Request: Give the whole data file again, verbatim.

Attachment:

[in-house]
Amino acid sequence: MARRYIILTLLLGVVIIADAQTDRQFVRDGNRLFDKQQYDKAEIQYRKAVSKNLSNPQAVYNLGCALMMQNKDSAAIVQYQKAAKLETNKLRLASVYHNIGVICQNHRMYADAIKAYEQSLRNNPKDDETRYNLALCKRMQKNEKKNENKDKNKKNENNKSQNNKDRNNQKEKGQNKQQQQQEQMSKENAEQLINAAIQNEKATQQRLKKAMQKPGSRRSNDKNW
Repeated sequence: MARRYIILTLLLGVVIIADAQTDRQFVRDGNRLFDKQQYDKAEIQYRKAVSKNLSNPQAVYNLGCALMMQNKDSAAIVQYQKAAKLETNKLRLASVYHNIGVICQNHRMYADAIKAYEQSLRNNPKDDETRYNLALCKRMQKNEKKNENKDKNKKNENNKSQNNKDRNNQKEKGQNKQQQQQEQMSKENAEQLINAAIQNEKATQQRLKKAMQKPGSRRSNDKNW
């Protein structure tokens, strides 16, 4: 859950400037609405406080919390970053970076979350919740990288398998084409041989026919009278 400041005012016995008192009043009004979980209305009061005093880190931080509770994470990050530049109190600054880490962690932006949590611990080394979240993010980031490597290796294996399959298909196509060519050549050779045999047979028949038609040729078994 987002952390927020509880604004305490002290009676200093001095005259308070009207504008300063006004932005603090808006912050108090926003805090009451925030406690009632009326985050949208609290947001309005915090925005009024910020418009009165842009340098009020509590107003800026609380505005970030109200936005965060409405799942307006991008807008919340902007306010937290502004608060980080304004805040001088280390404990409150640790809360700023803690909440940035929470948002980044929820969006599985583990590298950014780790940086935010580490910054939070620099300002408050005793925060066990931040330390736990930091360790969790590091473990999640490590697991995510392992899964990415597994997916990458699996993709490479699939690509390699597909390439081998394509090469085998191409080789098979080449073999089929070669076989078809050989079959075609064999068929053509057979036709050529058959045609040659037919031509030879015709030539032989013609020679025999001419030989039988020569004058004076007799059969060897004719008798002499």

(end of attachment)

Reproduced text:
[in-house]
Amino acid sequence: MARRYIILTLLLGVVIIADAQTDRQFVRDGNRLFDKQQYDKAEIQYRKAVSKNLSNPQAVYNLGCALMMQNKDSAAIVQYQKAAKLETNKLRLASVYHNIGVICQNHRMYADAIKAYEQSLRNNPKDDETRYNLALCKRMQKNEKKNENKDKNKKNENNKSQNNKDRNNQKEKGQNKQQQQQEQMSKENAEQLINAAIQNEKATQQRLKKAMQKPGSRRSNDKNW
Repeated sequence: MARRYIILTLLLGVVIIADAQTDRQFVRDGNRLFDKQQYDKAEIQYRKAVSKNLSNPQAVYNLGCALMMQNKDSAAIVQYQKAAKLETNKLRLASVYHNIGVICQNHRMYADAIKAYEQSLRNNPKDDETRYNLALCKRMQKNEKKNENKDKNKKNENNKSQNNKDRNNQKEKGQNKQQQQQEQMSKENAEQLINAAIQNEKATQQRLKKAMQKPGSRRSNDKNW
């Protein structure tokens, strides 16, 4: 859950400037609405406080919390970053970076979350919740990288398998084409041989026919009278 400041005012016995008192009043009004979980209305009061005093880190931080509770994470990050530049109190600054880490962690932006949590611990080394979240993010980031490597290796294996399959298909196509060519050549050779045999047979028949038609040729078994 987002952390927020509880604004305490002290009676200093001095005259308070009207504008300063006004932005603090808006912050108090926003805090009451925030406690009632009326985050949208609290947001309005915090925005009024910020418009009165842009340098009020509590107003800026609380505005970030109200936005965060409405799942307006991008807008919340902007306010937290502004608060980080304004805040001088280390404990409150640790809360700023803690909440940035929470948002980044929820969006599985583990590298950014780790940086935010580490910054939070620099300002408050005793925060066990931040330390736990930091360790969790590091473990999640490590697991995510392992899964990415597994997916990458699996993709490479699939690509390699597909390439081998394509090469085998191409080789098979080449073999089929070669076989078809050989079959075609064999068929053509057979036709050529058959045609040659037919031509030879015709030539032989013609020679025999001419030989039988020569004058004076007799059969060897004719008798002499």